• Resist the temptation to line-edit her writing. Avoid what we refer to as the invisible hand (the presence of which we English teachers, much to our chagrin, often can detect). Just follow this simple guideline: your daughter should be the only one to pick up the pen or touch the keyboard. This guideline should apply to all adults—parents, tutors, family friends—involved in your daughter’s school life. It also applies to teachers—hence my hands-off approach during conferences.
  • Encourage your daughter to claim ownership for her own work. She can afford to engage in the trial and error of learning, and she needs to do so for real growth. Yes, we all benefit from another pair of editorial eyes; in fact, many of our professional lives depend on that kind of help. But I hope that your daughter will spend more of her adult life editing rather than being edited.
  • Let your daughter see you engaged in reading and writing, whether for your job or for your personal pleasure. Show her by your own example that reading and writing are integral to being a skilled professional, an effective citizen, and a whole human being.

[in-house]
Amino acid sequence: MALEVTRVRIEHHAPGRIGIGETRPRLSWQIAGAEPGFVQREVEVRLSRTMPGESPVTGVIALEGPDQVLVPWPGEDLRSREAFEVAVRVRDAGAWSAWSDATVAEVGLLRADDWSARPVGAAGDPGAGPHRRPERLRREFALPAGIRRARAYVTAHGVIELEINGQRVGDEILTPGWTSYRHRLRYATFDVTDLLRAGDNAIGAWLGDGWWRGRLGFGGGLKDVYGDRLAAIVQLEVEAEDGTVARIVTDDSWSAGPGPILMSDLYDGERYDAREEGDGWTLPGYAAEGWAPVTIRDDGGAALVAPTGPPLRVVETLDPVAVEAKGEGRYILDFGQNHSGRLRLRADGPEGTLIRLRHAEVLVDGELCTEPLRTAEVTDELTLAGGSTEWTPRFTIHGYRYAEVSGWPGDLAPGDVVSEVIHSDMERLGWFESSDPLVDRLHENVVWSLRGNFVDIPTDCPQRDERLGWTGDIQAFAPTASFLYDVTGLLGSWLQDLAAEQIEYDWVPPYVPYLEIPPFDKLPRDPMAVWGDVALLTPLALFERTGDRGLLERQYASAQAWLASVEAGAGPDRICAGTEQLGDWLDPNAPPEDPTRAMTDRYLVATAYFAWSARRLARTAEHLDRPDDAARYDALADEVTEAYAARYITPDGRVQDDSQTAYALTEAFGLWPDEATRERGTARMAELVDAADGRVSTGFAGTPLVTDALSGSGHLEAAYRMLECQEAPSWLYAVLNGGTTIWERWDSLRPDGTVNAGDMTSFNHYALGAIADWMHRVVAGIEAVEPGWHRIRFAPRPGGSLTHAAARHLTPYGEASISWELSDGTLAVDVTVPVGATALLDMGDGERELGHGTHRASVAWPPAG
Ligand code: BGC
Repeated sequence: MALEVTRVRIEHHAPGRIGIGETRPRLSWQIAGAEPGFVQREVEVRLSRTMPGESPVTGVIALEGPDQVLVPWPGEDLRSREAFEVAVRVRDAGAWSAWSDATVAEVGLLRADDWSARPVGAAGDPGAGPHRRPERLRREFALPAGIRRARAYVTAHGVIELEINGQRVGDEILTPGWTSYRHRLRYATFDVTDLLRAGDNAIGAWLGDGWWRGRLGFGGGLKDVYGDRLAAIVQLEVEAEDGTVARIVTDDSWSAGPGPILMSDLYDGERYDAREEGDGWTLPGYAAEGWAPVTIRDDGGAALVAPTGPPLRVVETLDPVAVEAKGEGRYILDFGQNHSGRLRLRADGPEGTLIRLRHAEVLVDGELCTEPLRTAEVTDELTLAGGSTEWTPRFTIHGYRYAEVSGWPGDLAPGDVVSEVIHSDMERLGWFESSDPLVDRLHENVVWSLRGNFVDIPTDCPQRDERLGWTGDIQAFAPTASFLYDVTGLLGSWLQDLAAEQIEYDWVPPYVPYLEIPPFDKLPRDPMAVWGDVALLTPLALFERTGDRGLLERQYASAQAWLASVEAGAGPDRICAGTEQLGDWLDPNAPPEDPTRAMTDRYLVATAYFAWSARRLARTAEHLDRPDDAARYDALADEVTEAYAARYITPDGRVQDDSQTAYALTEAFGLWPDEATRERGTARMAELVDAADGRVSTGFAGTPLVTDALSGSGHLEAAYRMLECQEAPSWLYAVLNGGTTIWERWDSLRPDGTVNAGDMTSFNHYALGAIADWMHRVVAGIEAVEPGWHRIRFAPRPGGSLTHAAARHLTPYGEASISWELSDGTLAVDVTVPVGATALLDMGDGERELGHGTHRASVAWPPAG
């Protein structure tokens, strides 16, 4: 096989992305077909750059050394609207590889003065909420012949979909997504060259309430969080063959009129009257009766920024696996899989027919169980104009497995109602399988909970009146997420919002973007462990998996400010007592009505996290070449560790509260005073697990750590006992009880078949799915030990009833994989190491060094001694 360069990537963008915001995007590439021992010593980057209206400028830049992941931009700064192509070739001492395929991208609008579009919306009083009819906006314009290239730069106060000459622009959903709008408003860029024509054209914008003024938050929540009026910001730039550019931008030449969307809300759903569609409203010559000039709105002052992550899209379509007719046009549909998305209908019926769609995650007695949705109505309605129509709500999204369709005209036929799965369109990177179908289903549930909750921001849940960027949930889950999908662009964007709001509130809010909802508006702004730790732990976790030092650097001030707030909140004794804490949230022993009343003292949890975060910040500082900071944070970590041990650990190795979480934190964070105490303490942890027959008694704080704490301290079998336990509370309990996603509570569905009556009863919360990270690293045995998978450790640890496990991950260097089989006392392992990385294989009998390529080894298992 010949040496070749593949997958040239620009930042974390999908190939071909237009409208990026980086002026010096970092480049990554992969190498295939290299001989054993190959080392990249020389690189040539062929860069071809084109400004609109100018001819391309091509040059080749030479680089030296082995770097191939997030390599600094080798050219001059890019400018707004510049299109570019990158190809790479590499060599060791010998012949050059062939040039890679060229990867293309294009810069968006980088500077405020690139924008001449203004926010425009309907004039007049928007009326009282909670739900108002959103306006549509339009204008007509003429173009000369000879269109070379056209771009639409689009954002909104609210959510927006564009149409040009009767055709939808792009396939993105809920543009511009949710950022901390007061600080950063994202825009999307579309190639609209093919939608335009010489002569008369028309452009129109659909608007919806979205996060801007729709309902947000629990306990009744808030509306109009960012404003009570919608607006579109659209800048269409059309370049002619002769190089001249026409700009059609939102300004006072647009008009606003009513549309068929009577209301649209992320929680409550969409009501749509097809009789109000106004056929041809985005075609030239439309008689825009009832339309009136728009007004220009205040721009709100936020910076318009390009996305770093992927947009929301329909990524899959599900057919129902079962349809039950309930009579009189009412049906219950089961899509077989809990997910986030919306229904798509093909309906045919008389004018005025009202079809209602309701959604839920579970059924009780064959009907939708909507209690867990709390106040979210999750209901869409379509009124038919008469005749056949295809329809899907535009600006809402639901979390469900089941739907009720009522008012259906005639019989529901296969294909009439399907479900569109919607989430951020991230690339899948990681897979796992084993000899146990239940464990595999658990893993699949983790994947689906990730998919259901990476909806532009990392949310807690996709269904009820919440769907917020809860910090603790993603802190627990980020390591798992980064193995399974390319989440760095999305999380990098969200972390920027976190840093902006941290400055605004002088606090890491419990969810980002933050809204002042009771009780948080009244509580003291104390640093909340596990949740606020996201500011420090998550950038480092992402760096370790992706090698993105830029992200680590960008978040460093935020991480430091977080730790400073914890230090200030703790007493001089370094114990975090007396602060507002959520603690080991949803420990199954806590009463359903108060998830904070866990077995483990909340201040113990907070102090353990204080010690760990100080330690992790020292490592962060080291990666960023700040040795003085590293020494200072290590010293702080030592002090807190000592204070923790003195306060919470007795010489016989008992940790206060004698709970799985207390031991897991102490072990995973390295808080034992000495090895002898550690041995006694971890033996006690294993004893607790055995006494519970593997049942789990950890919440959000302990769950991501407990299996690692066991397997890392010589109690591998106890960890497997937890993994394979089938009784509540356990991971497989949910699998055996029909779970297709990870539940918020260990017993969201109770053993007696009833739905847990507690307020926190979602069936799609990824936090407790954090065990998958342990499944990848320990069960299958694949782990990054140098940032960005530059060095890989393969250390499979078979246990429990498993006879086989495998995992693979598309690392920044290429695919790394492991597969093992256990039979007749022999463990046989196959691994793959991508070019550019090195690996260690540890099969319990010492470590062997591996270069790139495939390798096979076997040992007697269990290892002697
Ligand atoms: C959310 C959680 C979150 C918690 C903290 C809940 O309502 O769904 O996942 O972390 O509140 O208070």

• Trust us teachers. We don’t have all the answers, but we know what we’re doing. Encourage your daughter to be her own best advocate and speak to her teacher directly whenever challenges arise. If more support is needed, a discrete e-mail message or a quick phone call to your child’s English teacher can usually allay any concerns.
  • Stay focused on your daughter’s long-term growth. Be patient with the messy process of learning. Convey your confident belief that, in time, she will get to where she needs to be as a writer.